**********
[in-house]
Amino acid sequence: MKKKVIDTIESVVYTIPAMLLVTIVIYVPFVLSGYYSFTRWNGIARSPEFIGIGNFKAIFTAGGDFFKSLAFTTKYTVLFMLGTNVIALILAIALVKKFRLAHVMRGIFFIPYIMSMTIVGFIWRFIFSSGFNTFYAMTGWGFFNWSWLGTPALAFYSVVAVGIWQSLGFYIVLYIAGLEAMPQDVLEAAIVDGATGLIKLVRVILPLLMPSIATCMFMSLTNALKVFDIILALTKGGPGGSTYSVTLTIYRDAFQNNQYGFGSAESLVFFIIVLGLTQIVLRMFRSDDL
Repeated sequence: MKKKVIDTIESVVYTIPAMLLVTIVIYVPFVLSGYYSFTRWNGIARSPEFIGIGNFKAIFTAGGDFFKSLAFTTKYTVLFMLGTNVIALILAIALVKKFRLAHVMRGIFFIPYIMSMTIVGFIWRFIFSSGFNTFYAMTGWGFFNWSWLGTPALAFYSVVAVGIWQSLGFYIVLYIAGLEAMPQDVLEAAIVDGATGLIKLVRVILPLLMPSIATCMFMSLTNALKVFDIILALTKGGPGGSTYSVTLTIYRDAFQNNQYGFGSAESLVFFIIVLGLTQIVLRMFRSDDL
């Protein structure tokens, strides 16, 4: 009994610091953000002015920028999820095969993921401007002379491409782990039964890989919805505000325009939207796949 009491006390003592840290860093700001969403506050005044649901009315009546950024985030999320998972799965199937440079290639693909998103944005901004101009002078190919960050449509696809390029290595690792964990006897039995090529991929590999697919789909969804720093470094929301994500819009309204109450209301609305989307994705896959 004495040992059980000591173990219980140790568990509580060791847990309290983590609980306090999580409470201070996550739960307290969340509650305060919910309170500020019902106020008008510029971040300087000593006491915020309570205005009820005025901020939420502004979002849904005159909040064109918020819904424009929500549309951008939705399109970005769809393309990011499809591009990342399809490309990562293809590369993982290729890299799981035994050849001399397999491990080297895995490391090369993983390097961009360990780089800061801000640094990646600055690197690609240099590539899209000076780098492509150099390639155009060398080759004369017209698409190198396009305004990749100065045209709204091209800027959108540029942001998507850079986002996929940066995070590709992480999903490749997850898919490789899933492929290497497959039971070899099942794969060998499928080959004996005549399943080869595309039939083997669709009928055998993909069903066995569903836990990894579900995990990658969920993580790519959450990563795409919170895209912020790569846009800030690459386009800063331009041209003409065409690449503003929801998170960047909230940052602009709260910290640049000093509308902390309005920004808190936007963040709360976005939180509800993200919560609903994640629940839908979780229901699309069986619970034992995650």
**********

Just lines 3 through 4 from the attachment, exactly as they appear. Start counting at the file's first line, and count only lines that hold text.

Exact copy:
Repeated sequence: MKKKVIDTIESVVYTIPAMLLVTIVIYVPFVLSGYYSFTRWNGIARSPEFIGIGNFKAIFTAGGDFFKSLAFTTKYTVLFMLGTNVIALILAIALVKKFRLAHVMRGIFFIPYIMSMTIVGFIWRFIFSSGFNTFYAMTGWGFFNWSWLGTPALAFYSVVAVGIWQSLGFYIVLYIAGLEAMPQDVLEAAIVDGATGLIKLVRVILPLLMPSIATCMFMSLTNALKVFDIILALTKGGPGGSTYSVTLTIYRDAFQNNQYGFGSAESLVFFIIVLGLTQIVLRMFRSDDL
């Protein structure tokens, strides 16, 4: 009994610091953000002015920028999820095969993921401007002379491409782990039964890989919805505000325009939207796949 009491006390003592840290860093700001969403506050005044649901009315009546950024985030999320998972799965199937440079290639693909998103944005901004101009002078190919960050449509696809390029290595690792964990006897039995090529991929590999697919789909969804720093470094929301994500819009309204109450209301609305989307994705896959 004495040992059980000591173990219980140790568990509580060791847990309290983590609980306090999580409470201070996550739960307290969340509650305060919910309170500020019902106020008008510029971040300087000593006491915020309570205005009820005025901020939420502004979002849904005159909040064109918020819904424009929500549309951008939705399109970005769809393309990011499809591009990342399809490309990562293809590369993982290729890299799981035994050849001399397999491990080297895995490391090369993983390097961009360990780089800061801000640094990646600055690197690609240099590539899209000076780098492509150099390639155009060398080759004369017209698409190198396009305004990749100065045209709204091209800027959108540029942001998507850079986002996929940066995070590709992480999903490749997850898919490789899933492929290497497959039971070899099942794969060998499928080959004996005549399943080869595309039939083997669709009928055998993909069903066995569903836990990894579900995990990658969920993580790519959450990563795409919170895209912020790569846009800030690459386009800063331009041209003409065409690449503003929801998170960047909230940052602009709260910290640049000093509308902390309005920004808190936007963040709360976005939180509800993200919560609903994640629940839908979780229901699309069986619970034992995650």